“Many of the sections of the Pacific Crest Trail through Oregon and Washington are good for hiking with a well-conditioned dog,” she said. “For one, the national parks the Pacific Crest Trail travels through in these states allow dogs on the Pacific Crest Trail corridor. For another, access to drinking water is not as limited there as in other places. And it generally isn’t overwhelmingly hot in most sections of Washington or Oregon along the Pacific Crest Trail.”
Hiking even small sections of the Pacific Crest Trail with a dog can be great fun, but overnight hikes require planning, especially concerning food and water.
“That is the daily challenge of hiking with a dog,” Melissa said. “Both food and water are very heavy, and you don’t want your dog to carry more than about 25 percent of his body weight.”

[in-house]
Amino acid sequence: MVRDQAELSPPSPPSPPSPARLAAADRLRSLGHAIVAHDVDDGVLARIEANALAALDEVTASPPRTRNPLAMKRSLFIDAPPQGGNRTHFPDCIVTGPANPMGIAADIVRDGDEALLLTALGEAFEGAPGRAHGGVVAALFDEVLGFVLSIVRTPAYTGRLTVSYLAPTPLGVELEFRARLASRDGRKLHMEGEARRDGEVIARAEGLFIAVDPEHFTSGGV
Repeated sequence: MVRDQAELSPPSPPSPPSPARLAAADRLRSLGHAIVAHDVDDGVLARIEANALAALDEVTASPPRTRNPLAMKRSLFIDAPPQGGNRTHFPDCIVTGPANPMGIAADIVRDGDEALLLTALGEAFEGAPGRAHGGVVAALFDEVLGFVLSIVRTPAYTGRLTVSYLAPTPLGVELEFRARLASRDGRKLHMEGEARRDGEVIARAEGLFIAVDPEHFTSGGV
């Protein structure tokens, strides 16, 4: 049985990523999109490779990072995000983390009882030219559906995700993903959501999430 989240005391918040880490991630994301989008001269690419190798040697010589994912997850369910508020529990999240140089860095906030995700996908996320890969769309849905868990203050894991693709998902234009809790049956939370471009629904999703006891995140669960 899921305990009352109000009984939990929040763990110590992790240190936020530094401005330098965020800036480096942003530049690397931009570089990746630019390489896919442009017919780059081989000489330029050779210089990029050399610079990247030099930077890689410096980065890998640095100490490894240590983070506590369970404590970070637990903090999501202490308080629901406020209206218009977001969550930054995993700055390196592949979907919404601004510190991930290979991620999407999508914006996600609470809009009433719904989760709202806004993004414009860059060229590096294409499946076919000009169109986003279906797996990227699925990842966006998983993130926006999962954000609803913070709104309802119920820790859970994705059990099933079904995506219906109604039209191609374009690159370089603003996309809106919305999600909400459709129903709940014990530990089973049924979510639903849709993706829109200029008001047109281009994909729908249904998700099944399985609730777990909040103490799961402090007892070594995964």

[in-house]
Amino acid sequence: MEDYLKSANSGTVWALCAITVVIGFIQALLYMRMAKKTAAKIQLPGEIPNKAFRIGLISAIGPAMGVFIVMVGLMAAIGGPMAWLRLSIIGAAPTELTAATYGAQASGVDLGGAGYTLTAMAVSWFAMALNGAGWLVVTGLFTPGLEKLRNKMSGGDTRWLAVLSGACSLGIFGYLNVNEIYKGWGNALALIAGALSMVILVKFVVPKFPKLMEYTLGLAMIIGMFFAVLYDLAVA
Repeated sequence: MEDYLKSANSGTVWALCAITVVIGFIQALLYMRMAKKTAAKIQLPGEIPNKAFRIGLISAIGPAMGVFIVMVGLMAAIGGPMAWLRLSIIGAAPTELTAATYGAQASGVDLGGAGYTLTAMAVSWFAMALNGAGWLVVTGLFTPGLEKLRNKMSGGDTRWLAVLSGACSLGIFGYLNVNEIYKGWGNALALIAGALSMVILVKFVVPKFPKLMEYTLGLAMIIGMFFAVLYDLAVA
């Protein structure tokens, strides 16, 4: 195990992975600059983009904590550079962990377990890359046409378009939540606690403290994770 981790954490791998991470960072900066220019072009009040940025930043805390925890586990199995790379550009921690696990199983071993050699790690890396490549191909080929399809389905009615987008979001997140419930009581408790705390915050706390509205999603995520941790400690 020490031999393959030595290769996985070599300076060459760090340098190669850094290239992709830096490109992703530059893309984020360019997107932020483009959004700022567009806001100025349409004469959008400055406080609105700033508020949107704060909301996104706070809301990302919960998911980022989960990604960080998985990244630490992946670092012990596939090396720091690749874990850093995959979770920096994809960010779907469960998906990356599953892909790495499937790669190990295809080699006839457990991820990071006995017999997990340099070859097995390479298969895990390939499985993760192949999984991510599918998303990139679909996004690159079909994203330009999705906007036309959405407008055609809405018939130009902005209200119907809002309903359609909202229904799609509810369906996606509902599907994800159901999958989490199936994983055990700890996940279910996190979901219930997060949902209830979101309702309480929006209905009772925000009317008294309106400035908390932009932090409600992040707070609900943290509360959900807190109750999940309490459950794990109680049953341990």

Pointers from Melissa
- Many dogs don’t do well with quick diet changes, so have your dog’s food sent to you if you are doing a really long section.
- Increase your dog’s daily caloric intake by 50 to 100 percent, so he doesn’t lose too much weight.
- Think about using freezedried dog food or energy bars made specifically for dogs to add calories and reduce bulk.
- Be vigilant about knowing where the next water source is and how much water your dog drinks.
Going the distance
Although it can be tempting to take your dog on a long backpacking hike on the Pacific Crest Trail, this is an adventure best left for experienced long-distance hikers and well-conditioned dogs. Hiking long distance with a dog can pose problems
When Sage is on a long trail with me, it’s like a constant challenge,” Melissa said. “It has its rewards in that I get to be with my baby, but there are challenges. Like the time I had to hike early in the morning and get to the next river where I could get Sage cooled off before he got heatstroke. Or the time he hurt his hip misjudging a jump over a cattle guard, and I had to cut my hike short. Or the time he started chasing a bear down the trail within five minutes of starting our hike.”